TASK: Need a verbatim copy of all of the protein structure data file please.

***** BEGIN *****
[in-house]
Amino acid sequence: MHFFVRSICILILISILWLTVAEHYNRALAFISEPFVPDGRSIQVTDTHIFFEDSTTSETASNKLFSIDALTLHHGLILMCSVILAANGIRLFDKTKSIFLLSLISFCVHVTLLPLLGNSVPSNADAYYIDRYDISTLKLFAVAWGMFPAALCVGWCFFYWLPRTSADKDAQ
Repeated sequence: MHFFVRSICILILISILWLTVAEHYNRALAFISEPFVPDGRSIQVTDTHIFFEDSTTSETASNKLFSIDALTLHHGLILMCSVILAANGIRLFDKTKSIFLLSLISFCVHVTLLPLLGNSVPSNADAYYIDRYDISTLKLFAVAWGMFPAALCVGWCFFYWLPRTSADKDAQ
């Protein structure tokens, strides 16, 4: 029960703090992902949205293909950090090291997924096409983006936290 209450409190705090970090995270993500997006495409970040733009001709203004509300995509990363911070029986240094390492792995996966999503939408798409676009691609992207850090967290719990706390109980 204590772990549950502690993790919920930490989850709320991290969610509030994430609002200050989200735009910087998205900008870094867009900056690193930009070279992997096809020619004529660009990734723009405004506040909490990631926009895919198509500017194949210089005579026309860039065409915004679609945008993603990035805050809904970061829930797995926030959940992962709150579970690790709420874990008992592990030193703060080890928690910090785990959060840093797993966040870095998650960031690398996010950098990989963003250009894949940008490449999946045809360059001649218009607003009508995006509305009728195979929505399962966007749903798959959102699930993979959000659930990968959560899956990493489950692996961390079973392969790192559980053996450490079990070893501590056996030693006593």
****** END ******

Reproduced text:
[in-house]
Amino acid sequence: MHFFVRSICILILISILWLTVAEHYNRALAFISEPFVPDGRSIQVTDTHIFFEDSTTSETASNKLFSIDALTLHHGLILMCSVILAANGIRLFDKTKSIFLLSLISFCVHVTLLPLLGNSVPSNADAYYIDRYDISTLKLFAVAWGMFPAALCVGWCFFYWLPRTSADKDAQ
Repeated sequence: MHFFVRSICILILISILWLTVAEHYNRALAFISEPFVPDGRSIQVTDTHIFFEDSTTSETASNKLFSIDALTLHHGLILMCSVILAANGIRLFDKTKSIFLLSLISFCVHVTLLPLLGNSVPSNADAYYIDRYDISTLKLFAVAWGMFPAALCVGWCFFYWLPRTSADKDAQ
């Protein structure tokens, strides 16, 4: 029960703090992902949205293909950090090291997924096409983006936290 209450409190705090970090995270993500997006495409970040733009001709203004509300995509990363911070029986240094390492792995996966999503939408798409676009691609992207850090967290719990706390109980 204590772990549950502690993790919920930490989850709320991290969610509030994430609002200050989200735009910087998205900008870094867009900056690193930009070279992997096809020619004529660009990734723009405004506040909490990631926009895919198509500017194949210089005579026309860039065409915004679609945008993603990035805050809904970061829930797995926030959940992962709150579970690790709420874990008992592990030193703060080890928690910090785990959060840093797993966040870095998650960031690398996010950098990989963003250009894949940008490449999946045809360059001649218009607003009508995006509305009728195979929505399962966007749903798959959102699930993979959000659930990968959560899956990493489950692996961390079973392969790192559980053996450490079990070893501590056996030693006593």